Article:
“You’ll never catch me assuming that if we’re interacting with states then the concerns of counties or communities are taken care of."
    2021-03-28
    County News Article
    2021-03-31
“You’ll never catch me assuming that if we’re interacting with states then the concerns of counties or communities are taken care of."

Despite facing a $1 trillion deferred maintenance backlog, Transportation Secretary Pete Buttigieg said March 26 a national infrastructure plan now in the works must do more than just fix what’s broken.

“We have to transform our infrastructure for the future, a future that’s going to includes technologies that would have sounded fanciful a few years ago but are now very much upon us,” he said.

In a General Session discussion with NACo Second Vice President Denise Winfrey, Buttigieg detailed his priorities for the package, which many hope will accompany the surface transportation reauthorization due Sept. 30. 

“The number one reason why a project doesn’t get done is lack of funding and that’s the thing we have a huge opportunity to do something about at a moment when we have bipartisan interest, demonstrated need, public attention, congressional attention, and I can tell you, a very supportive president to do something big this time around,” he said.

“I believe American competitiveness depends on us making a generational investment, a once-in-a-lifetime kind of investment in American infrastructure,” he said. “From things we see every day like roads and bridges to things you don’t hear about as much like our national airspace. And things that have become every much a part of our infrastructure like digital infrastructure and the need for broadband.” 

Those investments will emphasize safety, boost economic competitiveness of all communities, be responsible to climate needs and provide benefits in an equitable way, he noted. 

He said the $30 billion in transit funding included in the American Rescue Plan, designed to stave off service and staffing cuts, could also help systems pivot toward being a means of choice for residents.

“What county officials are in a unique position to educate the public and Congress about is that transit is not only a concern for our biggest metropolitan counties and coastal cities,” he said. “As you know well, because you’re responsible for guiding this, it is in our mid-sized, small and rural communities that transit is often a lifeline for marginalized and minoritized groups that have been too often left out of transportation decision-making in the past.”

The Department of Transportation has a responsibility to be user-friendly for local governments, he said. Local grant programs could offer that opportunity.

“We’re trying to make the process as straightforward as possible,” he said. “Even if you don’t get a competitive grant, we want to work with you to talk about how your application can be stronger for the next time around. We want to be transparent and consistent about what it takes in order to succeed in these discretionary grant programs as well as how to work with us on those formula funds that go out on a mandatory basis.”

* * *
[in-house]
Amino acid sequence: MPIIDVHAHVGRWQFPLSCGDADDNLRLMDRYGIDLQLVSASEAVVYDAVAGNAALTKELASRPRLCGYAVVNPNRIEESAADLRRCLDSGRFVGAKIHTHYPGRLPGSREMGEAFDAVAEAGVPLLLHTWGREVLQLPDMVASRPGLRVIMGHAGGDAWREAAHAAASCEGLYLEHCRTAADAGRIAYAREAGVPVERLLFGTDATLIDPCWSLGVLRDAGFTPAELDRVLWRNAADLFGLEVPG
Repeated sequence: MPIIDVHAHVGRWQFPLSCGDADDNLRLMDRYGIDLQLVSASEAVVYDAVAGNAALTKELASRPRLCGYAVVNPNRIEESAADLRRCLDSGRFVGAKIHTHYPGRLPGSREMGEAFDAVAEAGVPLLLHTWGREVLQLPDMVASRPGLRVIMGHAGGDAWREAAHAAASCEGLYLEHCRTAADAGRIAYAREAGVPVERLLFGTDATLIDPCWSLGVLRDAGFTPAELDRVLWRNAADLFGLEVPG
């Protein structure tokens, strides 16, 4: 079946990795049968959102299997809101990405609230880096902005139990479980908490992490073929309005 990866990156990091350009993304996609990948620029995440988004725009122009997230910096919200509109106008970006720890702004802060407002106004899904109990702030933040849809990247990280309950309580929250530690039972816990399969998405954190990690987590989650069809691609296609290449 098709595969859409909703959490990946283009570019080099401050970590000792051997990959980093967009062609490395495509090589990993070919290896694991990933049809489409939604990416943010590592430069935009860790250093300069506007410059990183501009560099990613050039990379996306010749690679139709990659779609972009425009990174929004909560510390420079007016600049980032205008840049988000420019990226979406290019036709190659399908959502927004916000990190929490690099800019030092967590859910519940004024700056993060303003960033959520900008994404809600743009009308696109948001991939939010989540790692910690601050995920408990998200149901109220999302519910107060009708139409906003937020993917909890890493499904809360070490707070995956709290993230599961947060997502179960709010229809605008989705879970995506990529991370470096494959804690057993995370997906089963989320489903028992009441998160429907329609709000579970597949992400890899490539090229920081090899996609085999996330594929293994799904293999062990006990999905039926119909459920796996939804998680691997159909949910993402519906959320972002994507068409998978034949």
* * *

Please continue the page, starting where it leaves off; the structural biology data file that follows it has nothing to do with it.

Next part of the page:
He recognized that states don’t often share local government’s perspectives on their own priorities.

“The most bipartisan perspective I know is that of being on the ground,” he said. “I do want to make sure that as a department, we don’t always require you to go through multiple layers of government to get our attention. Yes, there are some things that flow through the states, but we also want to make sure there’s a direct relationship, because I think that’s a very important part of federalism.

“You’ll never catch me assuming that if we’re interacting with states then the concerns of counties or communities are taken care of.”

He has instructed DOT personnel to look for permit streamlining opportunities that might expedite various reviews and eliminate redundant processes.

“If you’ve even been considered for a full environmental impact statement or even if you’re just pursuing an EA [environmental assessment] or a categorial exclusion, you know how much complexity is involved in those permitting processes,” he said. “They exist for a good reason and I’m not talking about wanting to cut corners on any of the environmental or community or worker protection or other concerns that are written into the law, but there have got to be more efficient and user-friendly ways to make sure that those goals are met.

“I know most counties aren’t in a position to have a federal relations expert on staff to figure out how to navigate these processes,” he said, “which is why I feel a responsibility to make them as straightforward as possible.”